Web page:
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    Limp raises suspicion for juvenile arthritis


    There are a number of entities to consider in the differential diagnosis when a child presents with a limp, including autoimmune diseases, musculoskeletal disorders, infection, and cancer. From the rheumatologist’s perspective, juvenile arthritis is high on the list.

    In a presentation on Sunday, October 23, titled “The limping child: Orthopedic and rheumatologic perspectives,” Kristen Hayward, MD, FAAP, assistant professor, Department of Pediatrics, Division of Rheumatology, University of Washington School of Medicine, Seattle, discussed clues that should raise suspicion of juvenile arthritis, the laboratory tests pediatricians can order as an initial diagnostic evaluation, and when referral to a subspecialist is appropriate.

    “Juvenile arthritis can develop at any age and is more common than people recognize, with an estimated prevalence of about 1 in 1000 in the pediatric population,” said Hayward.

    She noted that limping may be an early sign of juvenile arthritis, and the diagnosis of juvenile arthritis should be considered in a child with a persisting limp, especially if the problem is greatest in the morning and improves during the day. Other findings that support consideration of juvenile arthritis include stiffness on awakening, persistent joint pain, and changes in physical activity.

    “Because the physical findings of certain kinds of arthritis may be fairly subtle, they may be missed on screening musculoskeletal physical exams.” Hayward said. “Through the general history, however, pediatricians do an excellent job in identifying changes in activity level or difficulty with school-related tasks. Although there are multiple reasons that can explain why a child may be struggling to participate in usual activities, juvenile arthritis is one cause that might not come to mind right away.”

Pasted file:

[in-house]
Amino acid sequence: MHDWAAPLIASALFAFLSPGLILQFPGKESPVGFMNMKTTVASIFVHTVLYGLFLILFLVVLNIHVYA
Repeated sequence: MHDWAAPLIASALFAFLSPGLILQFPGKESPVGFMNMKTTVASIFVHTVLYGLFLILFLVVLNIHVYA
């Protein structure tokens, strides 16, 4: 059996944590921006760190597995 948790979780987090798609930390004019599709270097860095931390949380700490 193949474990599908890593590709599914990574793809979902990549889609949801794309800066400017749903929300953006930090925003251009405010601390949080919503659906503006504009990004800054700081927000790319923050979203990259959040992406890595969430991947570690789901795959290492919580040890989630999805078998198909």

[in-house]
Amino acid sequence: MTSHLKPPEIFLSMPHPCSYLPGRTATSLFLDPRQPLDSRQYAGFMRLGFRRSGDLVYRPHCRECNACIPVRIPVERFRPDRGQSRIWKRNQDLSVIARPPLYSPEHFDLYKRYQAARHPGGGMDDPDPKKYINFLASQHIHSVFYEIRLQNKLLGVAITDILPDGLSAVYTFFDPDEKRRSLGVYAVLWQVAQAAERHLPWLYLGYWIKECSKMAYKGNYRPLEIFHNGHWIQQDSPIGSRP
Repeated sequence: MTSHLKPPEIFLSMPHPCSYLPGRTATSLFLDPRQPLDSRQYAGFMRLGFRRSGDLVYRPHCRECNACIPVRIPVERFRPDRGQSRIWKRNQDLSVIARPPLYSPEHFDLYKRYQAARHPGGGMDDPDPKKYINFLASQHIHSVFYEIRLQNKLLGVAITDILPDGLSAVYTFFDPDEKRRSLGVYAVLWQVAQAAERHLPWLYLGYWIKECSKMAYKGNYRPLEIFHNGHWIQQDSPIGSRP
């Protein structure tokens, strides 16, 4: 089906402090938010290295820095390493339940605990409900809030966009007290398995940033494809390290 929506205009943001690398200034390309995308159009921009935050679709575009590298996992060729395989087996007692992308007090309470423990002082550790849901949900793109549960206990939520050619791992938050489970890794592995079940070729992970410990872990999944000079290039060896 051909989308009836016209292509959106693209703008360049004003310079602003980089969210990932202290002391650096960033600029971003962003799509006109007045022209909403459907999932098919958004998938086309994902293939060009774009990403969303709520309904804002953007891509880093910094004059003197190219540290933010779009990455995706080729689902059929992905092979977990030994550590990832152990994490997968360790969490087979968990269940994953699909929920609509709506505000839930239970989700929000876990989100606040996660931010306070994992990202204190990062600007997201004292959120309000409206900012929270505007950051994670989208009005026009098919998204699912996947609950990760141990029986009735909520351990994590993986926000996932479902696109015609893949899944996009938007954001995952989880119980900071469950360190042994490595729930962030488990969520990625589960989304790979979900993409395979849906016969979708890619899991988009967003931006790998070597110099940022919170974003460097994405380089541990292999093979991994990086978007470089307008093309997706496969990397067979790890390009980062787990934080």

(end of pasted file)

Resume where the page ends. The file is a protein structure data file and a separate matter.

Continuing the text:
Pediatricians can initiate a diagnostic workup by getting a good history that can help further support the diagnosis of arthritis or an alternate problem that can have overlapping symptoms, including infection or malignancies, such as leukemia. Pediatricians should ask about presence of rash, fevers, weight loss, and general growth and development.

    Hayward noted that a diagnosis of juvenile arthritis is not straightforward because there is no one laboratory finding that clinches it.

    “Pediatricians may order rheumatoid factor, antinuclear antibody, and anticyclic citrullinated peptide antibodies, but should be aware that these assays are more prognostic than diagnostic and that negative results do not rule out a rheumatologic disease,” she said.

    After excluding other causes for limp, referral to a rheumatologist is appropriate for a child with evidence of multisystem disease or when the limp does not improve with usual first-line therapies; ie, a short course of a nonsteroidal anti-inflammatory drug with or without physical therapy.

    In the same session, Brian Shaw, MD, FAAOS, FAAP, associate professor, Orthopedic Surgery, University of Colorado School of Medicine, Denver, reviewed orthopedic causes of limp and referral to an orthopedist.


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